Likes and Dislikes

glitter

What is your favorite thing to do with a group of young children? What kinds of activities make you excited? What types of materials do you avoid?

Oh, come on. You know that you purposely avoid doing certain types of activities or avoid using certain types of materials. Me? I don’t like glitter. I will do just about anything other than use glitter.

It’s not the mess. I don’t mind mess. I’ll make sand and glue pictures or cut paper into little bits. We paint all the time. But something about glitter makes me almost hyperventilate. It doesn’t just make a mess – it is insidious, showing up months after we have last used it. I just don’t like using it.

I love blocks. We could have blocks as our major focus every week and I would be happy as I could be. I like to experiment, adding rope light or mirrors or straws with the blocks. I enjoy seeing all the different things that children can do with blocks. I like making patterns for kids to follow. Blocks are just about the best thing ever!

But not all kids enjoy blocks as much as I do. And I know there are some kids that enjoy sprinkling that glitter stuff on things.

I must be careful as I think and plan and prepare spaces for boys and girls. I cannot gauge activities or create learning experiences solely based on my preferences. I must think about the kids I teach and what they enjoy. I must look for ways to push the children’s boundaries…and my own. I must honor the likes and dislikes of the kids in my classroom.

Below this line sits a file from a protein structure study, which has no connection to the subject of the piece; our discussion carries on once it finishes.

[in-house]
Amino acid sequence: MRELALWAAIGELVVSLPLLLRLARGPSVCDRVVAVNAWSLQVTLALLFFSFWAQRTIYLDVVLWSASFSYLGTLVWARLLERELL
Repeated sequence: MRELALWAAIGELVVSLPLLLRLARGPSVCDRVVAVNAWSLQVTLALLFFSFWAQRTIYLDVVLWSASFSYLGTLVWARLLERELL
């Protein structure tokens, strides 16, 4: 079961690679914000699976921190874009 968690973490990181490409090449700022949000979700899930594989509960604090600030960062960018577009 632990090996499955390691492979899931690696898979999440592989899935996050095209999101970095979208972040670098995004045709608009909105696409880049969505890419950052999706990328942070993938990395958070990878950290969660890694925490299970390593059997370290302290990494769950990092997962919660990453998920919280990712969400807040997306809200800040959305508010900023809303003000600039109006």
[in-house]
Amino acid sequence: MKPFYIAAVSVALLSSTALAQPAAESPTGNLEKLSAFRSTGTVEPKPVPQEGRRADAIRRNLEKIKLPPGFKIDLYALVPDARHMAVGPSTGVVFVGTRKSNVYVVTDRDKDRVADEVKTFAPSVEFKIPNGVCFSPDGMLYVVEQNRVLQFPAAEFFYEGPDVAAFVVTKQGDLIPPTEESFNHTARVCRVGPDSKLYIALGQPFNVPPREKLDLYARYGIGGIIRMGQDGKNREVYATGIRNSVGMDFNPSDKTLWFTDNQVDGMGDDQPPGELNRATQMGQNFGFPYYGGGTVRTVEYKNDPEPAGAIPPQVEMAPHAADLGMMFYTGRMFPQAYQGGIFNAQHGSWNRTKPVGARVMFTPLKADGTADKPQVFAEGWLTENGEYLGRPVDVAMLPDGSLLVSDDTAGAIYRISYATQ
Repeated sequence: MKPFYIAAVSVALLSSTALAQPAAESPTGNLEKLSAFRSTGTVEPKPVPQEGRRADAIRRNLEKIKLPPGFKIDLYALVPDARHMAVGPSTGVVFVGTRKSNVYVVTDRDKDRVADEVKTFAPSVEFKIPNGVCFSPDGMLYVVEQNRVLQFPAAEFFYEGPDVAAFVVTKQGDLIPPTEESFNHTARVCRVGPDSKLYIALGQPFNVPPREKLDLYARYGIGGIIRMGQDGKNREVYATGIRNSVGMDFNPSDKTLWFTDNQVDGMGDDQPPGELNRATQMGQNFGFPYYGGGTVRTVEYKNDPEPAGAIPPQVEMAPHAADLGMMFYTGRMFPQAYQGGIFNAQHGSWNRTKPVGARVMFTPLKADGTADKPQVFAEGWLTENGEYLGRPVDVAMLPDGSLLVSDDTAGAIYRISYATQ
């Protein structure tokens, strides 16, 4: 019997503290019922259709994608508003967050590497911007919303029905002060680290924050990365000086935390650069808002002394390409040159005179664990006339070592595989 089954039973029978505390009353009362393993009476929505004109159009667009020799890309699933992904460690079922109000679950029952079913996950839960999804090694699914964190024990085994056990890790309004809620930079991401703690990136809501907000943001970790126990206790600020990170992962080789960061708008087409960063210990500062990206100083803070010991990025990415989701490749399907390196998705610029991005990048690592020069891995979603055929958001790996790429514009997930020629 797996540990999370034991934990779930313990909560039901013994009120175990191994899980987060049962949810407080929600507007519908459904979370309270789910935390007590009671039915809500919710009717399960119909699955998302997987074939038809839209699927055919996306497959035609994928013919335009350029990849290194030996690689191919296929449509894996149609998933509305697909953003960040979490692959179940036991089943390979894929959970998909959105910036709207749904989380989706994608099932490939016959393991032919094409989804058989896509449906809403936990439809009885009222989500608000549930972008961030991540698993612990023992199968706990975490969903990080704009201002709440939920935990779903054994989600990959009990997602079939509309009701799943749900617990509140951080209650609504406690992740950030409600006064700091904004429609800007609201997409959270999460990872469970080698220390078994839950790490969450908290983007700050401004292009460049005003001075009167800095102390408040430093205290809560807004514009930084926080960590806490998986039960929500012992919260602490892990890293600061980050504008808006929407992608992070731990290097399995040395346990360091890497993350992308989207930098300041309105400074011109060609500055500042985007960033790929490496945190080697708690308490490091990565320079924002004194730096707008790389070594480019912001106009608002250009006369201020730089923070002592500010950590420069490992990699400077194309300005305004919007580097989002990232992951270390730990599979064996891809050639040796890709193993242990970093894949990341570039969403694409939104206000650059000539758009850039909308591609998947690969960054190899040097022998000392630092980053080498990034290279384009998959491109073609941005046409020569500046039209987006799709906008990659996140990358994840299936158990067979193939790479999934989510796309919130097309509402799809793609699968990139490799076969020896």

Why?

1. It shows that I am listening to the children and respect them as individuals.

2. It communicates that the learning space belongs to all of us, not just to me.

3. It encourages exploration and learning because kids are able to use what they enjoy.

4. It creates satisfaction and fun to the learning.

Does that mean that we have lots of glitter in my classroom? No. But I do mix it into paint or find glitter crayons or glitter slime or other sparkly media to use. It means that children can choose to create something in the art center, build with blocks, play out scenes in dramatic play. Or they can choose not to do those things, too.

It means that my preferences and my agenda are subordinate to the ideas of my kids.

And, occasionally – rarely – a shaker of glitter will make its way into an area of my room. But I still don’t like it.

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